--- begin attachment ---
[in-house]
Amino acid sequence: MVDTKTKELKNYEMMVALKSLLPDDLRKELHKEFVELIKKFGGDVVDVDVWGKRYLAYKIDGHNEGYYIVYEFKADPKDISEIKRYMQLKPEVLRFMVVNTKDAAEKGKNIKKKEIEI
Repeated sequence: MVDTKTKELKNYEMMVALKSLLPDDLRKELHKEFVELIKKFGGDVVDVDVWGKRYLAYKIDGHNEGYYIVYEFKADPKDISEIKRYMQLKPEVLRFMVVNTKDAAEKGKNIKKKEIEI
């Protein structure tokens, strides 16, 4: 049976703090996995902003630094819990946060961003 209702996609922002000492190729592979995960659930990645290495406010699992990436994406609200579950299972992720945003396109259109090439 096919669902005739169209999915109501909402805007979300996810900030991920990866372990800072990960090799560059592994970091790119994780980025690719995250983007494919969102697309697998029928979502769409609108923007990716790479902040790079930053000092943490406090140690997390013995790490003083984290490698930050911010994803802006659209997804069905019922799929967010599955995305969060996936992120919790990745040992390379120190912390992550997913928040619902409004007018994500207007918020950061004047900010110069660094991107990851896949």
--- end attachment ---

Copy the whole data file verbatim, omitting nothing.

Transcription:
[in-house]
Amino acid sequence: MVDTKTKELKNYEMMVALKSLLPDDLRKELHKEFVELIKKFGGDVVDVDVWGKRYLAYKIDGHNEGYYIVYEFKADPKDISEIKRYMQLKPEVLRFMVVNTKDAAEKGKNIKKKEIEI
Repeated sequence: MVDTKTKELKNYEMMVALKSLLPDDLRKELHKEFVELIKKFGGDVVDVDVWGKRYLAYKIDGHNEGYYIVYEFKADPKDISEIKRYMQLKPEVLRFMVVNTKDAAEKGKNIKKKEIEI
């Protein structure tokens, strides 16, 4: 049976703090996995902003630094819990946060961003 209702996609922002000492190729592979995960659930990645290495406010699992990436994406609200579950299972992720945003396109259109090439 096919669902005739169209999915109501909402805007979300996810900030991920990866372990800072990960090799560059592994970091790119994780980025690719995250983007494919969102697309697998029928979502769409609108923007990716790479902040790079930053000092943490406090140690997390013995790490003083984290490698930050911010994803802006659209997804069905019922799929967010599955995305969060996936992120919790990745040992390379120190912390992550997913928040619902409004007018994500207007918020950061004047900010110069660094991107990851896949």